John Mitchell

John Mitchell M.D.

Chief, General Thoracic Surgery; Professor, Cardiothoracic Surgery

Specialty: Cardiothoracic Surgery
Medical Treatment Center: University of Colorado Cancer Center 1665 Aurora Court, Aurora, CO 80045

About Dr. Mitchell

John Mitchell, M.D., was recruited to the University of Colorado School of Medicine to become the Cancer Center’s Chief of General Thoracic Surgery in 2002, starting a very successful relationship.

His national reputation, and that of the school, has grown considerably ever since.

Mitchell was awarded the first Endowed Chair in the Department of Surgery in 2006. He received the University of Colorado Hospital Pioneer Award in 2011 for his outstanding vision, leadership and commitment to patients.

Fast Fact: As part of his residency, Dr. Mitchell served as a Registrar in Cardiothoracic Surgery in Liverpool, England.

At both the University Hospital and the Denver Veterans Administration Medical Center, Mitchell has flourished with a surgical focus on lung cancer, lung transplantation and other lung diseases.

His clinical interests include esophageal surgery, minimally invasive thoracic surgery, and surgery of the airways. He also does advanced thoracoscopic surgery including VATS lobectomy, and robotic thoracic surgery.

Get the Best Treatment

Get help connecting with Dr. Mitchell and find the treatment that's best for you.

Get Help Now

He has authored or co-authored several articles, including one in Lung Cancer Frontiers, a popular forum used to disseminate knowledge about the latest diagnostic and treatment advances.

In the 2011 spring edition, Mitchell wrote an opinion story entitled “Limited Resection for Non-Small Cell Lung Cancer,” in which he challenged the long-held belief – based on a 1995 study – that all medically fit patients with Stage IA lung cancer can benefit from an anatomic lobectomy.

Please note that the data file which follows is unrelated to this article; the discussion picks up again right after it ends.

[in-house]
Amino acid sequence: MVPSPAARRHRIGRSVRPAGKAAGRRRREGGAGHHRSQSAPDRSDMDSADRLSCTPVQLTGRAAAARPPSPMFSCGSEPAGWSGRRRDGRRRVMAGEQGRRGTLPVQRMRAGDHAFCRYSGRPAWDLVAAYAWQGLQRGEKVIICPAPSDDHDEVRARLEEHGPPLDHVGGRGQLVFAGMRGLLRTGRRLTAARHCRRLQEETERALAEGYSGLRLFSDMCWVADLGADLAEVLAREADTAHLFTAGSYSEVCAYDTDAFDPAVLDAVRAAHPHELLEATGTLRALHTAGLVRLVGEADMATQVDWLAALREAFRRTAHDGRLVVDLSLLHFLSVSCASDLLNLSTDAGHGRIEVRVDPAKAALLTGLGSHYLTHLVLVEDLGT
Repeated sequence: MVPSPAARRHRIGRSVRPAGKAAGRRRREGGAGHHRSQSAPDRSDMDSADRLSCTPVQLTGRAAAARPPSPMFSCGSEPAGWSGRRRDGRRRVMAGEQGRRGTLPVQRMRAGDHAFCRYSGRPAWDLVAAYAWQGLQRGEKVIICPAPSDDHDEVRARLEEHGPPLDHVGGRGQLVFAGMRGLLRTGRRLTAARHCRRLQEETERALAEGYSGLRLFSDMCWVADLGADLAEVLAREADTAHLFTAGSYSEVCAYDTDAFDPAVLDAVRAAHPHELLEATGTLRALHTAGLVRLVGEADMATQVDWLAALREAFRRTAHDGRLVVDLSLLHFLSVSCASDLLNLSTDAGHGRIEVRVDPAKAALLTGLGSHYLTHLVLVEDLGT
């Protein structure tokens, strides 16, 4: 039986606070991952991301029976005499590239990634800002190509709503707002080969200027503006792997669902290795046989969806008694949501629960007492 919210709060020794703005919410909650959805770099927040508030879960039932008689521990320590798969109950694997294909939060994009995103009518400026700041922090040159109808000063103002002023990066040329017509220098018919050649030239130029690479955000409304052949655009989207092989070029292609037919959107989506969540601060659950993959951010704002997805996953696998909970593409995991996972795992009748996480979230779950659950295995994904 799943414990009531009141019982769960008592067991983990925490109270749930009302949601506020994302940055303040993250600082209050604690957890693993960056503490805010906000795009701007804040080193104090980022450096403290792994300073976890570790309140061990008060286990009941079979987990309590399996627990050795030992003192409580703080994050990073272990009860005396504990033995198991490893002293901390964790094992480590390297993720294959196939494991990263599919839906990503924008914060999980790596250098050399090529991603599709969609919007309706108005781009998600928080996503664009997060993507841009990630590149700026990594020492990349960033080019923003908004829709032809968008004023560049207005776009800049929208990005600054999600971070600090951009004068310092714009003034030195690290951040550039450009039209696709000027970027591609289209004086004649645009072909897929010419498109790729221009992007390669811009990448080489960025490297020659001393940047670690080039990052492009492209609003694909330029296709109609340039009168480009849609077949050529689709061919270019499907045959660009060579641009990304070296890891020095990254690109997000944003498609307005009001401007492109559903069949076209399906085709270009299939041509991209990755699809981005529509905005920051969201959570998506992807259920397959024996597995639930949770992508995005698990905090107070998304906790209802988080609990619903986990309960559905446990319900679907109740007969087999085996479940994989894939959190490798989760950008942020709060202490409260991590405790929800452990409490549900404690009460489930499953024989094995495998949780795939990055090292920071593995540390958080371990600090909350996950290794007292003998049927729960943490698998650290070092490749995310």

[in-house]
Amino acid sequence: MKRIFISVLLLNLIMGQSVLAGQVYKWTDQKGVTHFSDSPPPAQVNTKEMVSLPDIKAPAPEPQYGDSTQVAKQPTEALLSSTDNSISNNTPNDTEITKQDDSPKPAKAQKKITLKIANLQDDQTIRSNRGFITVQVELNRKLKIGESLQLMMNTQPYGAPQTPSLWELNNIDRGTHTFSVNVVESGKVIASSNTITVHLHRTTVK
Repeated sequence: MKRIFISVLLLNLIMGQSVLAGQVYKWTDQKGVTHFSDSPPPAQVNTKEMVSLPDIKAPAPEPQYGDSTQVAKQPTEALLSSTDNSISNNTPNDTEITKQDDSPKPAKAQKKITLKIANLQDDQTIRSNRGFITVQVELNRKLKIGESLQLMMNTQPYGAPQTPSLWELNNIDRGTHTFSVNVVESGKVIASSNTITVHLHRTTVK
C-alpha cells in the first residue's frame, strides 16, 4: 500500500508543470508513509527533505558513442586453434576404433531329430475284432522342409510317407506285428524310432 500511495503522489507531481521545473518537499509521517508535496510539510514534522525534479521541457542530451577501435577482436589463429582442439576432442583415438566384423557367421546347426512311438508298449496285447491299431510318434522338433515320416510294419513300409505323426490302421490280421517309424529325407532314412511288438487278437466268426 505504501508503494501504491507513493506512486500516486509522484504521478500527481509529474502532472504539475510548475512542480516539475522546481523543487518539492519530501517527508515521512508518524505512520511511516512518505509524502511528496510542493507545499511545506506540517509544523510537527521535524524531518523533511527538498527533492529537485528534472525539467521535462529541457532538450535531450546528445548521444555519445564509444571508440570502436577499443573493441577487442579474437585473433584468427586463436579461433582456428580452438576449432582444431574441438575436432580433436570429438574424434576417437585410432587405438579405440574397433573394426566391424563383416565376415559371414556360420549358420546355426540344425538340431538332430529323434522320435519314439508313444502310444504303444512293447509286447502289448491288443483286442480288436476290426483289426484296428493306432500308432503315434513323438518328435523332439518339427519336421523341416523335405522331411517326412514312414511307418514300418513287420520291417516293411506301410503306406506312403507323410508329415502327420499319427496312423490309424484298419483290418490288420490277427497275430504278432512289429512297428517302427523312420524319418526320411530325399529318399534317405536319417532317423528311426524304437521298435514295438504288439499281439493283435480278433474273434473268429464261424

“The use of anatomic lobectomy as a one size fits all treatment for stage IA lung cancer, based on the results of a single randomized clinical trial, may be excessive,” he wrote in the summery.

Multi-Disciplinary Approach

Mitchell has teamed with Michael Weyant, M.D., as the surgeons who are part of the multi-disciplinary approach to lung and thoracic diseases at the University of Colorado Cancer Center.

Both are involved in minimally invasive surgery for lung cancer that allows patients to recover quicker than with conventional surgery. They specialize in airway reconstruction that results in more normal lung function after extensive surgery.

They often are alongside the oncologists, radiologists and pathologists who meet with patients together to discuss various treatment options and expectations.

Mitchell serves as a consultant for National Jewish Medical and Research Center, a collaborative partner of the University of Colorado Hospital, and on several Society of Thoracic Surgery workforce groups. He has been the president of the Colorado Thoracic Society the last four years.

Mitchell graduated from the University of Michigan Medical School, where he went on a Armed Forces Scholarship. He did residencies in both Cardiothoracic Surgery and General Surgery at the Massachusetts General Hospital. He spent four years on active duty in the Navy, fulfilling his military obligation, before joining the faculty at Stanford University School of Medicine until 2002.

Since 2004, Mitchell has played a prominent role at the Center for the Surgical Treatment of Lung Infections at the University Cancer Center, an international referral center for the most challenging infections.

Additional Resources

Find a Mesothelioma Doctor Near You Get Help Today
Get Help Paying for Treatment & More Get Help Now
Get Help Enrolling in a Clinical Trial Learn More
  1. Mitchell, John, M.D., "Limited Resection for Non-Small Cell Lung Cancer." Spring, 2011 Lung Cancer Frontiers.Retrieved from:
  2. Your Medical Team at the University of Colorado Cancer Center for Lung and Chest Cancers. University of Colorado Hospital. Retrieved from:
  3. Mitchell, John M.D. Solitary Fibrous Tumor of the Pleura. July, 2003. Thoracic and Cardiovascular Surgery. Retrieved from:

Share Our Page

View our resources for patients and families

Get Help Today
Get Your Free Mesothelioma Guide